Male Ruddy Duck - it's hard to see, but his beak is a bright blue color in this photo.  Can you imagine if YOUR nose turned blue when you were "in season?"

Female Ruddy Duck

Here she is with her babies.

Soooo cute - I love the single water droplet balanced on this little baby's head!

And one more shot just because baby ducks are so irresistable!

A Snowy Egret showing off his yellow feet.

One of our local raptors making a fly-by...

This was my lifer for the day...

...a female Nuttall's Woodpecker!

She was nice enough to let me get quite a few photos...

,,,and even showed off her bug-catching skills!



Tuesday, November 24, 2015

Wild Bird Wednesday - Brown Pelicans

One of the best things about living in Southern California is still getting to go to the beach when most other parts of the country are battening down the hatches for winter or have already experienced their first blizzard!  Thanks to some summery-type temps, I was able to catch Brown Pelicans at sunset in Laguna Beach:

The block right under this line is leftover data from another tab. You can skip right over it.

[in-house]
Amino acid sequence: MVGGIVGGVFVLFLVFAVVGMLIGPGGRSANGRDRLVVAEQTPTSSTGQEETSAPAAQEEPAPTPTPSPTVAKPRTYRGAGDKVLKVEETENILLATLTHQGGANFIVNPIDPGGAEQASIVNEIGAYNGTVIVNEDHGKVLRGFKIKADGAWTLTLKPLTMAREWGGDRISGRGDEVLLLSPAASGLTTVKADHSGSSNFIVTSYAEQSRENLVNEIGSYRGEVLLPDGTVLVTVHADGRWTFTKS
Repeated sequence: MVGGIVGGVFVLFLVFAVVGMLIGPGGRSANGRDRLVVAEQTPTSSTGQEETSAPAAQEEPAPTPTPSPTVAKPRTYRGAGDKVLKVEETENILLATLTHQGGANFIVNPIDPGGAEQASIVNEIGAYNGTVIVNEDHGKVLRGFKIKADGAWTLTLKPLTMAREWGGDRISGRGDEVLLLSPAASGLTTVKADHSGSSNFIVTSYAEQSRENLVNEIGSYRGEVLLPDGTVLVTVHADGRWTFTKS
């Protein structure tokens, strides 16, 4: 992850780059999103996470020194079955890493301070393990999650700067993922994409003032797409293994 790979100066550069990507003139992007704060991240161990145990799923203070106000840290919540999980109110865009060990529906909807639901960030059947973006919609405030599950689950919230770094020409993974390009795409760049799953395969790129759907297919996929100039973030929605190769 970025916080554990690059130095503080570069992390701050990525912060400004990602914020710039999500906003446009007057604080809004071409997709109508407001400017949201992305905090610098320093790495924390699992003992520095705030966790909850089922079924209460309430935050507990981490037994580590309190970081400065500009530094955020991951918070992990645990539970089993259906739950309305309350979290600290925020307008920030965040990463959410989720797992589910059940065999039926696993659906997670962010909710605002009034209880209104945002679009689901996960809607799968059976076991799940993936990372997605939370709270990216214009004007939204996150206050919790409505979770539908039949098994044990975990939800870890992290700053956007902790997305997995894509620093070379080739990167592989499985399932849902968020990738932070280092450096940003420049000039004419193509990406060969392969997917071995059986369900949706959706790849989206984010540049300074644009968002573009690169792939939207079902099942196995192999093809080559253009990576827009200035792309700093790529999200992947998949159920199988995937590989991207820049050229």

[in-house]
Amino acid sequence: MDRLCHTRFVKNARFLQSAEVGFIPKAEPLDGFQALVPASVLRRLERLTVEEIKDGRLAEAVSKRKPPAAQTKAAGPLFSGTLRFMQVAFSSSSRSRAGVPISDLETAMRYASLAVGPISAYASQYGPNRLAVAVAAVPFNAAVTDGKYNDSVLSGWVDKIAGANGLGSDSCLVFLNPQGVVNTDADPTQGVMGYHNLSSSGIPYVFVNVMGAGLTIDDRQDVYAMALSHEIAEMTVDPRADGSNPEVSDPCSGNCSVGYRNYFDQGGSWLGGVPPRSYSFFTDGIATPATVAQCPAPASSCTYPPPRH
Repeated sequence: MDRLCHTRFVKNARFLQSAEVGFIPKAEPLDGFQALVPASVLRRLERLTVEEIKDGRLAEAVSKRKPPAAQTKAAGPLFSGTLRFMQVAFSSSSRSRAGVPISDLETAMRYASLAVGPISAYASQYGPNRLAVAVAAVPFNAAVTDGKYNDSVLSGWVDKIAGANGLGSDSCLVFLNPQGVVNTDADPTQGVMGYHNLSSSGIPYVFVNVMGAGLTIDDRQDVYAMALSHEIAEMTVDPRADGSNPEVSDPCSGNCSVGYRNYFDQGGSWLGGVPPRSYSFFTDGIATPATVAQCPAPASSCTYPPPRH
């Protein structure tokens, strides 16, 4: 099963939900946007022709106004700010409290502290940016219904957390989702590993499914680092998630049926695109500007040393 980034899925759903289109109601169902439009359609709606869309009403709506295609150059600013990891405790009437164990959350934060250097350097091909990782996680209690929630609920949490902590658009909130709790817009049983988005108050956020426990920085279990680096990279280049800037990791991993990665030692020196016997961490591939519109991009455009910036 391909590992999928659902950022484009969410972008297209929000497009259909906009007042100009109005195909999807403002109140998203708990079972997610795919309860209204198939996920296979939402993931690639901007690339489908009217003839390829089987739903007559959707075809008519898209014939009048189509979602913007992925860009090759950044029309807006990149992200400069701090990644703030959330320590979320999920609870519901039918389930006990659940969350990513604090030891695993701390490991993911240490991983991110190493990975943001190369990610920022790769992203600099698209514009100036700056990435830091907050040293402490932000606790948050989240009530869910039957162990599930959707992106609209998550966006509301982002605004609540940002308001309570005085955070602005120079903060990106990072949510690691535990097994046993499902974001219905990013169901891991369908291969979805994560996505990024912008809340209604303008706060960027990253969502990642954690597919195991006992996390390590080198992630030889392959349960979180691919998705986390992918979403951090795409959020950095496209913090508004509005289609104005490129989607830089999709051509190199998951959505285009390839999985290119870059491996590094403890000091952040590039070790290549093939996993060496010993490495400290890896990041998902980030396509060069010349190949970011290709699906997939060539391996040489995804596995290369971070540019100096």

Lots of splish-splashing as this group indulged in a sunset bath.

One of the few birds I can manage to catch in flight - slow and majestic!

A little post-bath floating around in the surf.

A lone sentinel on Seal Rock.

Tuesday, November 17, 2015

Wild Bird Wednesday - The Tale of the White Tailed Kite

Even though I only recently became "a birder", there is one local bird that has fascinated me ever since I moved into the area back in 1998 and first started seeing it.  Almost always when I was driving or stopped at a stop light, I'd see this white/silver bird of pretty decent size performing an unusual hovering behavior.
Now, when you live near the coast, anything white, silver or grey you tend to write off as something in the gull family.  But gulls don't hover like this.  They may appear briefly stationary if they are riding a good enough puff of wind, but they don't flap and hover in place...and when they are found away from the actual beach, they are usually at a dump or a parking lot looking for trash.  Not stalking lizards and rodents on hillsides.